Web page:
INDEX

    Diplopia

    Ears, Eyes, Nose, and Throat

    Last Updated Mar 05, 2021
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    By Richard Xiang, Jordanna Roesler, Gord McInnes, Julian Marsden

    Context

    • Diplopia is the perception of double vision.
    • Diplopia is classified as either binocular, which resolves when the patient covers either eye or monocular, which persists when the non-affected eye is covered.
      • Monocular diplopia indicates a problem intrinsic to the affected eye, whereas binocular diplopia indicates misalignment of the eyes.
      • 85% of diplopia is binocular.
    • Diplopia may be secondary to a relatively benign cause such as refractive error or indicate a serious underlying pathology such as a brainstem stroke, MS, brain tumours, or botulism.
    • Monocular diplopia is almost never a neurologic problem and results from distortions to the light path in the affected eye. The most common causes include keratoconjunctivitis sicca (dry eyes), cataracts, corneal irregularity and rarely retinal irregularities.
    • Binocular diplopia results from misalignment of the eyes and most commonly arises from CN VI, III or IV palsies, with other causes including oculomotor muscle dysfunction, systemic disease processes or CNS lesions.

    Diagnostic Process

    Recommendations

    • Diplopia should be characterized as either: monocular or binocular, horizontal or vertical, acute or progressive, painful or painless, traumatic or non-traumatic and isolated or associated with other neurological signs.
      • True sudden onset suggests an ischemic/vascular cause.
      • Eye pain is associated with inflammation/infection
      • Concerning neurological features include focal neurodeficits, headache, meningismus or fever
    • Mandatory physical exam components include:
      • Assessment of the 6 cardinal movements of gaze.
      • Facial examination looking for ptosis, pupillary asymmetry (i.e mydriasis)
    • Possible adjunctive investigations include:

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    Monocular Diplopia

    • Monocular diplopia is commonly caused by keratoconjunctivitis sicca (dry eyes), cataracts, corneal irregularity and rarely retinal irregularities.  After a slit lamp examination, patients can be referred to an ophthalmologist and discharged safely.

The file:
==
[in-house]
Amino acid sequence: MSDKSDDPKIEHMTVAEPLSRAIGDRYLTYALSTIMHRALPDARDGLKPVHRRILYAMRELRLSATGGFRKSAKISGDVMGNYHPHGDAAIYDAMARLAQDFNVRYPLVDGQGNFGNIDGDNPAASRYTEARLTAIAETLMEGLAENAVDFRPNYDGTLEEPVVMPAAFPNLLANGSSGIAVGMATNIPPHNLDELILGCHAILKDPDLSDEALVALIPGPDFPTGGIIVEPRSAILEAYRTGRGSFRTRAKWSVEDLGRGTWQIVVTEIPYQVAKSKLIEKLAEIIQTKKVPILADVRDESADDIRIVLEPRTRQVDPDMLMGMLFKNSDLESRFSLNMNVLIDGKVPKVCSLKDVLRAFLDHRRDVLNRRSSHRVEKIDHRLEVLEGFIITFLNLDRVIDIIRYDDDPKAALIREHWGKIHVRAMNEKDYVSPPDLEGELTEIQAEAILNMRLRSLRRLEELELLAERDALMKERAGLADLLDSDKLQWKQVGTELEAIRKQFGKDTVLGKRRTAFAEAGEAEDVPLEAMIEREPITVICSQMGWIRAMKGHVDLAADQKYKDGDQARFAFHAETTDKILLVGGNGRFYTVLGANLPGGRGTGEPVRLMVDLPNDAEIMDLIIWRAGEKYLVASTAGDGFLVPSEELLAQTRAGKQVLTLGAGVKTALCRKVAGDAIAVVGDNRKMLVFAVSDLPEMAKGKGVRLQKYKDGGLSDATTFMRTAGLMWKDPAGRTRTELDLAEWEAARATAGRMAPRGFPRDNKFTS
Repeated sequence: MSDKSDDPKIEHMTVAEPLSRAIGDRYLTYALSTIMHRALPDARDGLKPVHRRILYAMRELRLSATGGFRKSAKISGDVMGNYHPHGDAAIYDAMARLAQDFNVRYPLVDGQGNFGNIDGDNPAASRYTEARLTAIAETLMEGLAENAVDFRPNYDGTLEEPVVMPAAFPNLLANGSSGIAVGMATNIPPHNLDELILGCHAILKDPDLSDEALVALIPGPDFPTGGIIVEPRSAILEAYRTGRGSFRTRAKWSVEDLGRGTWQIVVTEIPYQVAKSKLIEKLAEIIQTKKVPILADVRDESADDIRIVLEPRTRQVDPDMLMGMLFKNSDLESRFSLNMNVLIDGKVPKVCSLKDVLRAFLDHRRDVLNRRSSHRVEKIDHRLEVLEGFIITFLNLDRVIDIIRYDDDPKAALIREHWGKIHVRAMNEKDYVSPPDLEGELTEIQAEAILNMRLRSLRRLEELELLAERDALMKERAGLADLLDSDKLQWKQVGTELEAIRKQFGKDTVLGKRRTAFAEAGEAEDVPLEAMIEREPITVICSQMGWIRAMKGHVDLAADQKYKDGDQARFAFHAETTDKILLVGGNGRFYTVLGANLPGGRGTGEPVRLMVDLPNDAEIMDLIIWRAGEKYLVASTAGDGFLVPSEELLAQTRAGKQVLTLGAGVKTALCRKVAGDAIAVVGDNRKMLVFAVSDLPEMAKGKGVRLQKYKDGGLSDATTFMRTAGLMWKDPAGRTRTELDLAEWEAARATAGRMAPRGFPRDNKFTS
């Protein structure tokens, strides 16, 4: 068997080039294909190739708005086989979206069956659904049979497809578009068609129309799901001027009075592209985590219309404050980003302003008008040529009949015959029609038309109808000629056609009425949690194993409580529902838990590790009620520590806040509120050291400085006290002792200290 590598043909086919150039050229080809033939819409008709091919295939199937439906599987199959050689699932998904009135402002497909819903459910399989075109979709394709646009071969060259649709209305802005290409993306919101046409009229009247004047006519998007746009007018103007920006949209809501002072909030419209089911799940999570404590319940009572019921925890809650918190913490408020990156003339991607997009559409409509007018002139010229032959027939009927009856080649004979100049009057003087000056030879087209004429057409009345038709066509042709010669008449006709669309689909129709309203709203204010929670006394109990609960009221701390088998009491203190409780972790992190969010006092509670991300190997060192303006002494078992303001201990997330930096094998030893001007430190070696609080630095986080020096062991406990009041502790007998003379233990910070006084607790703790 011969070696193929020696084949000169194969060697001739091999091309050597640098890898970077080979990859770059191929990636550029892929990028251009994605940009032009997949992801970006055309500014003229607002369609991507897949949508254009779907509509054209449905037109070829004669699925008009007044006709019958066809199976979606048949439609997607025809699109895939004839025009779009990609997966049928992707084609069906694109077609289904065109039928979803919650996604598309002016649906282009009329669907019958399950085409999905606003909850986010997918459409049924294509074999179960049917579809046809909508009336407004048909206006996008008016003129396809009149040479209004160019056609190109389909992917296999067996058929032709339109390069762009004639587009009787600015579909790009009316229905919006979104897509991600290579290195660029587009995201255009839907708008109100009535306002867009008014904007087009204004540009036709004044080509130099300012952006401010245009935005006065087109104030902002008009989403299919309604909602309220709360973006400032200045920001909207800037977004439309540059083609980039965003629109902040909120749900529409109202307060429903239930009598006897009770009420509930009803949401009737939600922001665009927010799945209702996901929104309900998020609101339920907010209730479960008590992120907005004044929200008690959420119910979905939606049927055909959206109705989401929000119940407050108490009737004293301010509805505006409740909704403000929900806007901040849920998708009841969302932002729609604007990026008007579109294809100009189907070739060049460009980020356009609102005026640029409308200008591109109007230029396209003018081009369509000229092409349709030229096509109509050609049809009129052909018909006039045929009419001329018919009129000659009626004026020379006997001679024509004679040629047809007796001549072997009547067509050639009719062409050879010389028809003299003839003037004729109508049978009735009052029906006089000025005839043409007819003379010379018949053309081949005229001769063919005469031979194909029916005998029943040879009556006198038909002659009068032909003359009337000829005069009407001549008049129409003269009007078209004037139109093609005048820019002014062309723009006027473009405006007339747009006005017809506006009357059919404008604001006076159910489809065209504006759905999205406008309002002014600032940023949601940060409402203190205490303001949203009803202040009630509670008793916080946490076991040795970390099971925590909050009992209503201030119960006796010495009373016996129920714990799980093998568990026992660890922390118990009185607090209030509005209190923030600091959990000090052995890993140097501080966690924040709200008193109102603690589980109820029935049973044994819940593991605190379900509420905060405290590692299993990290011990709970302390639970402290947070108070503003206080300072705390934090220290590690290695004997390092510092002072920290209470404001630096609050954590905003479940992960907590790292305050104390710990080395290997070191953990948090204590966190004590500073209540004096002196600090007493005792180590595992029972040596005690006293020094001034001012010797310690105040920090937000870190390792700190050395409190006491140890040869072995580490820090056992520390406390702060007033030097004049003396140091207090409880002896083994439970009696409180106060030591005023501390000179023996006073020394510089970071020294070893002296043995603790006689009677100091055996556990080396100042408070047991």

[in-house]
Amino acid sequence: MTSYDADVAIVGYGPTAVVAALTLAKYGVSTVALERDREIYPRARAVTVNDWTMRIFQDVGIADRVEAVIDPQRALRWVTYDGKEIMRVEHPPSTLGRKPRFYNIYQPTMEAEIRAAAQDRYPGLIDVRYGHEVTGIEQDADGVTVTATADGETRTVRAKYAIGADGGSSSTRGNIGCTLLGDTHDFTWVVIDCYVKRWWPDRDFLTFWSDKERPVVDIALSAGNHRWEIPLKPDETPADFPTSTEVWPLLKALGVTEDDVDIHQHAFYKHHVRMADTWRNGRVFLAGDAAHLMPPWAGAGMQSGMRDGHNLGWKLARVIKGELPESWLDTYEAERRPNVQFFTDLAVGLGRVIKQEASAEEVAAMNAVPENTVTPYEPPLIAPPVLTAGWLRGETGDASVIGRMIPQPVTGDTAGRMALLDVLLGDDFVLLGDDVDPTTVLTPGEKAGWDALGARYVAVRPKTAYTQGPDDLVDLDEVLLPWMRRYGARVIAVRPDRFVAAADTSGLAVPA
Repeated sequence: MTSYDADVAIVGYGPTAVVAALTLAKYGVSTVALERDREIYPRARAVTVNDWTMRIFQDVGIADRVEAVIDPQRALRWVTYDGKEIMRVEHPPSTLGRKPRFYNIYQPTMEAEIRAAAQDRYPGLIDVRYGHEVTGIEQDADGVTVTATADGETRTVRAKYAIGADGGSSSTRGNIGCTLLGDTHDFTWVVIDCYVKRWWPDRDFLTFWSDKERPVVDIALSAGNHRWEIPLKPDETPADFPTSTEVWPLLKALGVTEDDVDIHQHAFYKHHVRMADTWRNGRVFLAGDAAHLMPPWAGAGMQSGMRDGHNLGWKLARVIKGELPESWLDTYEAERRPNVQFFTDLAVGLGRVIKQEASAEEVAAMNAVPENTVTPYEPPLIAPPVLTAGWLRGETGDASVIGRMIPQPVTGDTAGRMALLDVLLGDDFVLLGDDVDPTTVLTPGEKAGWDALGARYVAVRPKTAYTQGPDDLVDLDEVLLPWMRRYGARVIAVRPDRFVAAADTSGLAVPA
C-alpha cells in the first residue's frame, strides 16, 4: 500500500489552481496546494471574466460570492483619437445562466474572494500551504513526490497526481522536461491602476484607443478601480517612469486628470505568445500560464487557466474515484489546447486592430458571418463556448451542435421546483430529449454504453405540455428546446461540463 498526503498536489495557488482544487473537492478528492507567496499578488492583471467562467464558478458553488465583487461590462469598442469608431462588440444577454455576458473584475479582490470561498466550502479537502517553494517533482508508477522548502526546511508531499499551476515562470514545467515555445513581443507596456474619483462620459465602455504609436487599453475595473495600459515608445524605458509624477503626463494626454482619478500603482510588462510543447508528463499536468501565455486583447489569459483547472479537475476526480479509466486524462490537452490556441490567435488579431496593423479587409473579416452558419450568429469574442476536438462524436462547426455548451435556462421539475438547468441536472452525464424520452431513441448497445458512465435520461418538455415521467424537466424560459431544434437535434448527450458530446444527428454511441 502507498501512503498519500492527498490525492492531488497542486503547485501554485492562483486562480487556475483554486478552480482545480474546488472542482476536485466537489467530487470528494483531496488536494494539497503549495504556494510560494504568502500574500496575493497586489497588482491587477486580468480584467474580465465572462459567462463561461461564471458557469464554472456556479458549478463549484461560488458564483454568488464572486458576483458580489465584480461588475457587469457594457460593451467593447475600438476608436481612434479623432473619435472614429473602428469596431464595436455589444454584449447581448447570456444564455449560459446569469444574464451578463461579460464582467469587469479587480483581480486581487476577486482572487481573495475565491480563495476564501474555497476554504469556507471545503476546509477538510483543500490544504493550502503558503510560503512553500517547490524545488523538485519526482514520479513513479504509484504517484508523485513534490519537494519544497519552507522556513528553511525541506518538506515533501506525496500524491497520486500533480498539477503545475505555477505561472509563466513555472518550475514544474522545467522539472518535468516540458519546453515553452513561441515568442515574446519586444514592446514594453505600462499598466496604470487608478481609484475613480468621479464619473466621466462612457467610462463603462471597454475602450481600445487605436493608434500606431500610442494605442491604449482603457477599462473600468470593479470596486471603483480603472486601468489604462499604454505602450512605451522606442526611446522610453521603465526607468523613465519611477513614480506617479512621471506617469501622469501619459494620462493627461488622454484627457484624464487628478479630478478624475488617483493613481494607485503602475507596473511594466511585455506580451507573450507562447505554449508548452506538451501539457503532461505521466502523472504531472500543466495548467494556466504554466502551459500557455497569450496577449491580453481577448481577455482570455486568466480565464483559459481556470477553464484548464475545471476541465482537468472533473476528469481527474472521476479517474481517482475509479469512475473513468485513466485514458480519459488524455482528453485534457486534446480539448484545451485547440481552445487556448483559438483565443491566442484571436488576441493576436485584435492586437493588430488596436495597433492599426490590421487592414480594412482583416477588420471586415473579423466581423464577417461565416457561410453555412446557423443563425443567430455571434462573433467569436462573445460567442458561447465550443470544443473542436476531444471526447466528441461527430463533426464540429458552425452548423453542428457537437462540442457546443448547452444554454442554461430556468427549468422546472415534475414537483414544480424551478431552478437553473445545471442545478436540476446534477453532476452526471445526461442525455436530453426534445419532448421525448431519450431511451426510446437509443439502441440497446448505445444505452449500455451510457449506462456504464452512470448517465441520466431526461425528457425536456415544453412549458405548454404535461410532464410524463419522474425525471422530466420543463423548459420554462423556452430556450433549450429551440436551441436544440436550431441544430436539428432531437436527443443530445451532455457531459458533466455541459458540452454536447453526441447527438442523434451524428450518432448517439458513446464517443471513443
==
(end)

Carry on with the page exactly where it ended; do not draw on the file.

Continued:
Binocular Diplopia

    Concerning Neurological Deficits

    • If neurological deficits are isolated to the brainstem (dysarthria, dysphagia, central vertigo), then assume stroke until proven otherwise. Activate your hospital’s stroke protocol and consult a neurologist for possible brainstem stroke.
    • If diplopia is associated with neurological symptoms outside of the brainstem, consider work-up for other causes of diplopia discussed below.

     

    Isolated CN VI, IV or III Palsies

     

    CN III Palsy

    • The eye is “down and out”, abducted and looking inferiorly. Usually presents with mydriasis and ptosis. Requires immediate CT and CTA to rule out a compressive aneurysm, most commonly at the junction of the posterior communicating and internal carotid arteries. Failure to identify a compressive aneurysm may lead to SAH and death.
    • The absence of mydriasis (a.k.a “Rule of the Pupil”)is not a sensitive way to r/o a compressive aneurysm.

    CN IV Palsy

    • Vertical/torsional diplopia with near normal eye movements. Worst when looking down and toward the nose. Usually caused by decompensation of a congenital CN IV palsy, trauma or microangiopathic changes. Non-urgent referral to ophthalmologist is recommended.

    CN VI Palsy

    • Inability to abduct the affected eye, often with severe pain localized around the eye with the abduction defect. If this is an isolated, unilateral neurological finding with the presence of vascular risk factors, neuroimaging is typically unrevealing and non-urgent referral to an ophthalmologist is appropriate with spontaneous resolution of this palsy over 10-12 weeks. If the deficit lasts beyond 3 months, an urgent MRI brain should be obtained to rule out non-microvascular causes.
    • An isolated CN VI palsy in a child requires an urgent MRI of the brain because nerve compression is the most common cause of an isolated CN VI palsy in the pediatric population.
    • Bilateral CN VI palsies suggest more ominous etiologies such as ICH, subdural hematoma and brainstem infarcts.

     

    • If ocular motility appears to be from multiple ocular motor nerves, it is reasonable to order a semi-urgent MRI of the cavernous sinuses/orbits with semi-urgent referral to Ophthalmology/Neurology. In the absence of any other neurological signs, it is safe for the patient to wait to see a specialist who is able to do a complete ocular alignment and motility workup.